The organically modified calcined hectorite clay of Example 4 was replaced with 0.5 g of the organically modified uncalcined hectorite clay of Comparative Example B. One part of the organically modified uncalcined hectorite clay detackified only six parts of the polyester melamine paint.
Thus, Example 4 and Comparative Example C demonstrate that the organically modified calcined clays of this invention provide significantly greater paint detackification efficiency compared to that obtained for organically modified uncalcined clays. In addition to being more efficient, the organically modified calcined clays provide an economic advantage since the required concentration of quaternary amine, the most expensive raw material, is significantly reduced. By lowering the CEC of the clay, an organophilic clay of low quaternary amine m.e. and thus enhanced water dispersibility can be readily manufactured using existing process technology. As would be evident to one skilled in the art, an attempt at synthesizing low quaternary amine m.e. organophilic clays using a high CEC clay source would be difficult. A great proportion of the clay exchange sites would remain unsatisfied and the aqueous reaction mixture consisting of unreacted clay and flocculated organoclay would require excessively long periods of time to filter.
Organically modified smectite clays were prepared by introducing a charge of melted 2M2HT quaternary amine to an aqueous slurry of smectite clay heated at approximately 60° C. with stirring. For each composition, the level of 2M2HT employed was sufficient to satisfy the CEC of the clay. The mixtures were stirred for 30 minutes at 60° C. and the solids collected on a vacuum filter. The filter cake was washed with hot (50° C.) water and forced air dried at 60° C. for 16 hours. The dried organoclay was ground in a centrifugal mill fitted with a 0.2 mm screen.
The organically modified smectite clays were evaluated for paint detackification efficiency in the following manner. 100g of deionized water was weighed into a 4 oz. bottle and the pH of the water adjusted to 8-9 with the addition of sodium hydroxide. 0.5 g of the organically modified hectorite or calcined hectorite clay was charged into the water, the bottle capped and shaken to disperse the organoclay. Next, 0.5 g increments of a polyester melamine paint were added. After the addition of each increment, the bottle was capped, reshaken and allowed to sit for approximately 10 seconds. At this point, the flocculated material and water phase were examined. An endpoint was determined when successful detackification was no longer achieved. Typical observations indicative of an endpoint included the flocculated material becoming tacky on working, the water phase becoming turbid or the presence of free paint. Data are presented below:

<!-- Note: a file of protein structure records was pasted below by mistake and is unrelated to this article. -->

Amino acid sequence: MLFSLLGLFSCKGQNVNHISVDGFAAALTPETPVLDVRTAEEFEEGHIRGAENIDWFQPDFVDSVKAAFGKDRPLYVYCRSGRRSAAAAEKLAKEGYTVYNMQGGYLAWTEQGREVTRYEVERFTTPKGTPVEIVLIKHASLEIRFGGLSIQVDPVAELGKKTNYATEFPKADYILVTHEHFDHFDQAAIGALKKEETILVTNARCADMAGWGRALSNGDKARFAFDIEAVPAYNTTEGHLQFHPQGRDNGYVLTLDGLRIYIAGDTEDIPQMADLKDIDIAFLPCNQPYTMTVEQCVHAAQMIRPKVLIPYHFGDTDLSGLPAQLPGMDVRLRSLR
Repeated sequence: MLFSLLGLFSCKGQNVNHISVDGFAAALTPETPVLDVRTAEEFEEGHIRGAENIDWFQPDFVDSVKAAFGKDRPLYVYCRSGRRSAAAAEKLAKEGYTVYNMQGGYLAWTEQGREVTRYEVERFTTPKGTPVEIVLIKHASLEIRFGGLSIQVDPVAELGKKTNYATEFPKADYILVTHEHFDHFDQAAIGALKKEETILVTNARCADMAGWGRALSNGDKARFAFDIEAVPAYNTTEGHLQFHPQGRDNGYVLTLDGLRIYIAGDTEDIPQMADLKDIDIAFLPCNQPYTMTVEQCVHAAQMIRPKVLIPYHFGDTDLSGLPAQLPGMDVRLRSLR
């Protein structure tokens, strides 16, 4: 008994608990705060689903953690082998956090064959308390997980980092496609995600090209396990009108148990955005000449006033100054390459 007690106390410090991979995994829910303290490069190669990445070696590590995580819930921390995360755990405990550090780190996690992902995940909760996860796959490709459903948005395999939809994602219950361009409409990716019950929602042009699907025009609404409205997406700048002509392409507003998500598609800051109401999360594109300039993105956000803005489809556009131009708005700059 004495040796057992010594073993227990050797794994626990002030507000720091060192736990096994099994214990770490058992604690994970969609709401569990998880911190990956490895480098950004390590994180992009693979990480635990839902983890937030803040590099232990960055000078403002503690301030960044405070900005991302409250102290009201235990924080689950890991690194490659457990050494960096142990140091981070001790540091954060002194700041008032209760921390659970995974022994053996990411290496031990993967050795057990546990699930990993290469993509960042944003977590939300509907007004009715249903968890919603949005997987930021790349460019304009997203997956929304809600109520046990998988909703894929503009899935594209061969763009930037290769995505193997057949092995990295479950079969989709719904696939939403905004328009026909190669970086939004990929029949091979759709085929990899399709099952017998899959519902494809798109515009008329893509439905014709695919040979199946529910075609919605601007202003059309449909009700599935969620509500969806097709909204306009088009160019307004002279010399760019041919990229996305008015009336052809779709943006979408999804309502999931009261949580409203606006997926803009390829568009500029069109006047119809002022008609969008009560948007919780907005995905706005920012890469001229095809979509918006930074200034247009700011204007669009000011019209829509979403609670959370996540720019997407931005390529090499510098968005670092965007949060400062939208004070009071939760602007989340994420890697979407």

______________________________________ Paint/Detackifier Weight Ratio Employed ToDetackifying Agent Successfully Detactify Paint______________________________________Bentone 38 5.5:1105 me 2M2HT/Hectorite, 6.0:1CEC = 105 me 90 me 2M2HT/Hectorite, 7.5:1CEC = 105 me 75 me 2M2HT/Calcined 7.0:1Hectorite, CEC = 75 me 55 me 2M2HT/Calcined 9.0:1Hectorite, CEC = 55 me 35 me 2M2HT/Calcined 9.0:1Hectorite, CEC = 35 me 25 me 2M2HT/Calcined 6.0:1Hectorite, CEC = 25 me 7 me 2M2HT/Calcined 3.0:1Hectorite, CEC = 7 me______________________________________ *CEC represents cation exchange capacity.
Other embodiments of the invention will be apparent to those skilled in the art from consideration of the specification and practice of the invention disclosed herein. It is intended that the specification and examples be considered as exemplary only, with a true scope and spirit of the invention being indicated by the following claims.
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|U.S. Classification||210/691, 210/712, 210/728, 210/930, 210/714, 95/205, 210/730|
|International Classification||C09D7/00, C02F1/28|
|Cooperative Classification||Y10S210/93, C02F1/281, C09D7/008|
|European Classification||C09D7/00S, C02F1/28B|
|Jan 11, 1990||AS||Assignment|
Owner name: RHEOX, INC., NEW JERSEY
Free format text: ASSIGNMENT OF ASSIGNORS INTEREST.;ASSIGNORS:CODY, CHARLES A.;MAGAURAN, EDWARD D.;REEL/FRAME:005215/0238
Effective date: 19900102
|Mar 26, 1991||AS||Assignment|
Owner name: CHASE MANHATTAN BANK (NATIONAL ASSOCIATION), THE,
Free format text: SECURITY INTEREST;ASSIGNOR:RHEOX, INC., A CORP. OF DE;REEL/FRAME:005665/0037
Effective date: 19910320
|Feb 28, 1995||REMI||Maintenance fee reminder mailed|
|Jul 23, 1995||LAPS||Lapse for failure to pay maintenance fees|
|Oct 3, 1995||FP||Expired due to failure to pay maintenance fee|
Effective date: 19950726